Eye of the Beholder
f there was anything that Florence Nightingale Graham craved, it was perfection. When her name didn't match the style of her line of beauty products, she changed it to the more highbrow-sounding Elizabeth Arden. So the cosmetics queen would no doubt have been tickled as pink as her products to see how artfully photographer Philip A. Gordon had captured them in this York Harbor drug store back in June 1937. Through natural-sounding creations such as the orange skin cream and blue grass perfume on the top shelf and the "June Geranium" soaps, bath salts, and brushes on the bottom ("A 'Thank You' gift for your hostess," according to the sign at lower right), Arden created a multi-million-dollar empire even as the Depression sent many Americans in search of soup kitchens.Her quest for perfection even took her to Maine. Just three years before shopkeeper Eleanor Fry commissioned this photograph, probably for use in her own advertising, Arden had opened a retreat she named Maine Chance Farm in the Kennebec County hamlet of Mount Vernon. Here movie stars, diplomats, and politicos could enjoy massages, mud packs, manicures, and a host of other body makeovers — all involving the trademarked beauty products pictured here.
For his part, photographer Gordon has imbued the photograph with a few personal touches that add some local color to Arden's otherwise starkly monochromatic display. In addition to capturing his own hooded image, complete with tripod and view camera, just left of center, Gordon has included the face of his flashbulb-wielding assistant, at far right. But he's also hidden some distinctly local elements, from the reflection of the postcard rack, at far left, that includes a photo of the Trinity Church just down the street, to the manufacturer's label, at lower middle, on the display case identifying it as a product of the Hermsdorf Fixtures Company in nearby Manchester, New Hampshire. Even the reflection to the right of the photographer appears to show the early summer leaves on the trees outside the store.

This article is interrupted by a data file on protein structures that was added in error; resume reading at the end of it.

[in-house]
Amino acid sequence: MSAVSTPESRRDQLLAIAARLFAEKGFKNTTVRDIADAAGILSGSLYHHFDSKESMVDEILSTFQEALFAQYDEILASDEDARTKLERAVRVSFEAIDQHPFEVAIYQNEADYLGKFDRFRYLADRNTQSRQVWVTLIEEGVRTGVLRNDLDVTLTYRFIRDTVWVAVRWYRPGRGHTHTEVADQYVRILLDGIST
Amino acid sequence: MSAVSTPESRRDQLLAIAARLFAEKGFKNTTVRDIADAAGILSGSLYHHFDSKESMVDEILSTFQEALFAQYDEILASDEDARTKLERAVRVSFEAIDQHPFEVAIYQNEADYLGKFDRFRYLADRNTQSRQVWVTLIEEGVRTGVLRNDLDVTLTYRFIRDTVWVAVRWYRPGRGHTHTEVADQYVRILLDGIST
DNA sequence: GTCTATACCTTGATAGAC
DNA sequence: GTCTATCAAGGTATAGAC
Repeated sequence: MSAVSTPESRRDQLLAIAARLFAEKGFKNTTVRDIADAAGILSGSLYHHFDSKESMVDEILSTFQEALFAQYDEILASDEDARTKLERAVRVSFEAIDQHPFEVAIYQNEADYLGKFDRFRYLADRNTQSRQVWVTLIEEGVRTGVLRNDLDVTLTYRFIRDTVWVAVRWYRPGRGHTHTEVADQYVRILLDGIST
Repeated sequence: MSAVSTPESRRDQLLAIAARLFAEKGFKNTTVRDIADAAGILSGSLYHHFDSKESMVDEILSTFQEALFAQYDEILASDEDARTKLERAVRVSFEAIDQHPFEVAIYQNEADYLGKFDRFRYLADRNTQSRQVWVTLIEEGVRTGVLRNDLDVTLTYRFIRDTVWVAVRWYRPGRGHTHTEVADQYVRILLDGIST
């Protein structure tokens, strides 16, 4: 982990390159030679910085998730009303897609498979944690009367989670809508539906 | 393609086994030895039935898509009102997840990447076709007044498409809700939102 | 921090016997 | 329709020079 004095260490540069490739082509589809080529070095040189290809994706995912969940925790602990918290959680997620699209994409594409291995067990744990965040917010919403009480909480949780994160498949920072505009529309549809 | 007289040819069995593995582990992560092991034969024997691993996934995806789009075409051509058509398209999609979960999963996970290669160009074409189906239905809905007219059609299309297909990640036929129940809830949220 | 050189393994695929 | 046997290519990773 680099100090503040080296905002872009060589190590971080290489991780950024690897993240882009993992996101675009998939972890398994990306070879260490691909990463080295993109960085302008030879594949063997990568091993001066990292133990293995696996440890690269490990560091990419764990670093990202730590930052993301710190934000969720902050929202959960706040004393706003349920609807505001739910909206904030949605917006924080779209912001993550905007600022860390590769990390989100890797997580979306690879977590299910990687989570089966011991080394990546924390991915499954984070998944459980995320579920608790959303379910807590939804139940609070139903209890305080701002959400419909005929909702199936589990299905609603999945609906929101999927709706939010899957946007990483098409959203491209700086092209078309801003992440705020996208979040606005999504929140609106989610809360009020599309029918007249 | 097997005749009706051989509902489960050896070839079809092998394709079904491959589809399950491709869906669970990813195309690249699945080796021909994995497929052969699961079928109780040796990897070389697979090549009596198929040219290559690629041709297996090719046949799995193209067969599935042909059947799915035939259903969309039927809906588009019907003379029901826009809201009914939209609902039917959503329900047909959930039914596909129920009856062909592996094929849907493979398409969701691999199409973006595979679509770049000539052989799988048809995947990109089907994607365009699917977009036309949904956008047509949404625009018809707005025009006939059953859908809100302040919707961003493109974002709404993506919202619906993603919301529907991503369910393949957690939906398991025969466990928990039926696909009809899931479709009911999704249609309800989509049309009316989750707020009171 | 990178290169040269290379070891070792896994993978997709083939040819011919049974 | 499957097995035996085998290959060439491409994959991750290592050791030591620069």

While Arden, who was so enamored with the Pine Tree State that she used the Maine Chance name even on her out-of-state resorts, might have enjoyed this photographer's subtle touches, she probably would have disdained one aspect of his composition. Having spent her life and made her fortune helping women improve their physical image and health, she would have looked askance at the sugar tablets, five-cent Chocolate Checkerberry Necco wafers, and maple sugar candy that Gordon has left in the foreground of his image. Ms. Arden might not have approved, but we can't help feeling that this clever juxtaposition adds a sweet taste of reality to this advertisement of corporeal perfection.